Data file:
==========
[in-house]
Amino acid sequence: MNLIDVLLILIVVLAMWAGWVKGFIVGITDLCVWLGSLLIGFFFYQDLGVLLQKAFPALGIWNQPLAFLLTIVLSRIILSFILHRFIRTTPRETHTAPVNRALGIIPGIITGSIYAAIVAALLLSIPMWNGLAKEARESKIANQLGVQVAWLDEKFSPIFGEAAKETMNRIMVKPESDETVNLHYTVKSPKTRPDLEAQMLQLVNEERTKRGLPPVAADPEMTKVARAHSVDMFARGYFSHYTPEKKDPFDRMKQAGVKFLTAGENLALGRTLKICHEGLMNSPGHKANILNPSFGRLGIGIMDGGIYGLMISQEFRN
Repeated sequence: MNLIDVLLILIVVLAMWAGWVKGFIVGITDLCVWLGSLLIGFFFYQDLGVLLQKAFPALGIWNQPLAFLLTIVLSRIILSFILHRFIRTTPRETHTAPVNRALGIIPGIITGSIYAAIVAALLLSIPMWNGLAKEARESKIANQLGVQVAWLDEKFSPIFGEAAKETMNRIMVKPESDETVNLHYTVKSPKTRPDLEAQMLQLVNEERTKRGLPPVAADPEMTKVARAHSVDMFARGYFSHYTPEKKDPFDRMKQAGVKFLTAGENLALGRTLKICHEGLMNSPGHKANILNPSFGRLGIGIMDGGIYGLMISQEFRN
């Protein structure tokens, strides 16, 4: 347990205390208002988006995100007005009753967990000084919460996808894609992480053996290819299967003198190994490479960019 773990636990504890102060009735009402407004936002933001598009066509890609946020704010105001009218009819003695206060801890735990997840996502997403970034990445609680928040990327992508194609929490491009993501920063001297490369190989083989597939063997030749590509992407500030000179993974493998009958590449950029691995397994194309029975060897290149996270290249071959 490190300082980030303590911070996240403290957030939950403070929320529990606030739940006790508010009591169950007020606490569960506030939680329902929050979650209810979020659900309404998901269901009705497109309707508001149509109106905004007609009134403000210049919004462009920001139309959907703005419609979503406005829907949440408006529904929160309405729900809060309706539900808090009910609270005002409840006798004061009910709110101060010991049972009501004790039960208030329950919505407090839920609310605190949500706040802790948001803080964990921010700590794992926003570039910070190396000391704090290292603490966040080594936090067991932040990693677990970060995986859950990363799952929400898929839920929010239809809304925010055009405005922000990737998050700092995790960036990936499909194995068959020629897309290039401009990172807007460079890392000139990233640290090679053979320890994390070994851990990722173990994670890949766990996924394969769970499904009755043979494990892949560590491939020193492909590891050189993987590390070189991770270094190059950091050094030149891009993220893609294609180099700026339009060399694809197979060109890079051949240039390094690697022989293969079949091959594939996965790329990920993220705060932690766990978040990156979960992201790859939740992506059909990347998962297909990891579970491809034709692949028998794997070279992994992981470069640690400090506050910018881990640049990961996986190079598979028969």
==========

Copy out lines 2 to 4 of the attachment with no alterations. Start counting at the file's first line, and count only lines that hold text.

Amino acid sequence: MNLIDVLLILIVVLAMWAGWVKGFIVGITDLCVWLGSLLIGFFFYQDLGVLLQKAFPALGIWNQPLAFLLTIVLSRIILSFILHRFIRTTPRETHTAPVNRALGIIPGIITGSIYAAIVAALLLSIPMWNGLAKEARESKIANQLGVQVAWLDEKFSPIFGEAAKETMNRIMVKPESDETVNLHYTVKSPKTRPDLEAQMLQLVNEERTKRGLPPVAADPEMTKVARAHSVDMFARGYFSHYTPEKKDPFDRMKQAGVKFLTAGENLALGRTLKICHEGLMNSPGHKANILNPSFGRLGIGIMDGGIYGLMISQEFRN
Repeated sequence: MNLIDVLLILIVVLAMWAGWVKGFIVGITDLCVWLGSLLIGFFFYQDLGVLLQKAFPALGIWNQPLAFLLTIVLSRIILSFILHRFIRTTPRETHTAPVNRALGIIPGIITGSIYAAIVAALLLSIPMWNGLAKEARESKIANQLGVQVAWLDEKFSPIFGEAAKETMNRIMVKPESDETVNLHYTVKSPKTRPDLEAQMLQLVNEERTKRGLPPVAADPEMTKVARAHSVDMFARGYFSHYTPEKKDPFDRMKQAGVKFLTAGENLALGRTLKICHEGLMNSPGHKANILNPSFGRLGIGIMDGGIYGLMISQEFRN
């Protein structure tokens, strides 16, 4: 347990205390208002988006995100007005009753967990000084919460996808894609992480053996290819299967003198190994490479960019 773990636990504890102060009735009402407004936002933001598009066509890609946020704010105001009218009819003695206060801890735990997840996502997403970034990445609680928040990327992508194609929490491009993501920063001297490369190989083989597939063997030749590509992407500030000179993974493998009958590449950029691995397994194309029975060897290149996270290249071959 490190300082980030303590911070996240403290957030939950403070929320529990606030739940006790508010009591169950007020606490569960506030939680329902929050979650209810979020659900309404998901269901009705497109309707508001149509109106905004007609009134403000210049919004462009920001139309959907703005419609979503406005829907949440408006529904929160309405729900809060309706539900808090009910609270005002409840006798004061009910709110101060010991049972009501004790039960208030329950919505407090839920609310605190949500706040802790948001803080964990921010700590794992926003570039910070190396000391704090290292603490966040080594936090067991932040990693677990970060995986859950990363799952929400898929839920929010239809809304925010055009405005922000990737998050700092995790960036990936499909194995068959020629897309290039401009990172807007460079890392000139990233640290090679053979320890994390070994851990990722173990994670890949766990996924394969769970499904009755043979494990892949560590491939020193492909590891050189993987590390070189991770270094190059950091050094030149891009993220893609294609180099700026339009060399694809197979060109890079051949240039390094690697022989293969079949091959594939996965790329990920993220705060932690766990978040990156979960992201790859939740992506059909990347998962297909990891579970491809034709692949028998794997070279992994992981470069640690400090506050910018881990640049990961996986190079598979028969």